Your book might answer these already when I receive it but it's not always the same as speaking directly to a person.
I really appreciate your expertise. I really love your videos because they are very concise and 'to the point'. I would extremely appreciate and value a response.
[Boy in Canada]
I thought this sample of three emails is adequate to get my point across.
Part of the reason that students from the best universities stand a better chance is that they are taught or they find out for themselves "the rules of the game"; in addition to going to a top university they:
a) Get coaching (I did too)
b) They seek out services for mock interviews
c) They make sure their application is written in great English with no grammatical errors and
d) They do A LOT of research.
For instance, let's take a look at email 2 - it's full of grammar errors and even has some spelling errors. There was no subject on the email; it didn't address me directly and it was not signed off properly etc.
Investment bank recruiters are VERY critical and they would reject an application for as small a transgression as not capitalising the "i"s.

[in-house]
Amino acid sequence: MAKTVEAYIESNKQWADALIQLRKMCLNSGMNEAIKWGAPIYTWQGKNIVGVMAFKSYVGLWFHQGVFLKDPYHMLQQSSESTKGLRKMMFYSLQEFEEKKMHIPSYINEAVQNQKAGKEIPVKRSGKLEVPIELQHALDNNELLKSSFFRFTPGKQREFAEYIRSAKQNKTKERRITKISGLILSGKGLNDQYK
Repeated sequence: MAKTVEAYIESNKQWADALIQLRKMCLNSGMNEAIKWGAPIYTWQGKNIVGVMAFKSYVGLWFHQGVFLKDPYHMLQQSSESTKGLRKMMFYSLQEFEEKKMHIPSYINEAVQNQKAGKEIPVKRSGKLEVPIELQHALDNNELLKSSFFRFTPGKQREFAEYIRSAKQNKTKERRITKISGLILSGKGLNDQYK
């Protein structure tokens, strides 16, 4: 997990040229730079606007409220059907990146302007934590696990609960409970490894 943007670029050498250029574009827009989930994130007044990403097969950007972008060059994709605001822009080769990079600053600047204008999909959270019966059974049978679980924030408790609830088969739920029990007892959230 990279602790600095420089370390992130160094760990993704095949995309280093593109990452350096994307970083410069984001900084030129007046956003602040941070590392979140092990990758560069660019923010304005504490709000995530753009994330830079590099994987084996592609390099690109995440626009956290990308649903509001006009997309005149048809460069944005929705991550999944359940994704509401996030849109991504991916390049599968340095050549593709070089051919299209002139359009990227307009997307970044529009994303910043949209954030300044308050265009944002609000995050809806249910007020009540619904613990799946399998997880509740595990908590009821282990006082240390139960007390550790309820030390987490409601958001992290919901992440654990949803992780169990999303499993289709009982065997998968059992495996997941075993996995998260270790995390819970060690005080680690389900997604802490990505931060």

Do you see where I am going?
Now look at email 1: it's very well written, has a great structure, addresses me correctly and conveys the keenness of the writer perfectly. Similarly, email 3 is extremely polite and one can immediately tell the writer is a high achiever.
The young man in email 3 actually thought there are many people his age dabbling in share dealing. I was so intrigued that I wrote back to find out more about him. He's the type of guy you really want to help get in front of the right people and that is the crux of getting a job in an investment bank: you need to portray yourself in a way that makes people immediately want to help you!
Students from target universities do not get in just because of the institution they are from. If you are serious about getting into an investment bank you need to be at the top of your game.
I created my investment banking blog in 2012 as soon as I resigned from i-banking & published my book, To Become An Investment Banker.
Initially published at girlbanker.com, all posts have now been subsumed into my personal website under katsonga.com/GirlBanker.
These blog posts make it as straight-forward for you as possible to get into a top tier investment bank.
I have 7 years of front office i-banking experience from Goldman Sachs and HSBC, in both classic IBD (corporate finance) and Derivatives (DCM / FICC).
I'm also a CFA survivor having passed all three levels on the first attempt within 18 months - the shortest time possible.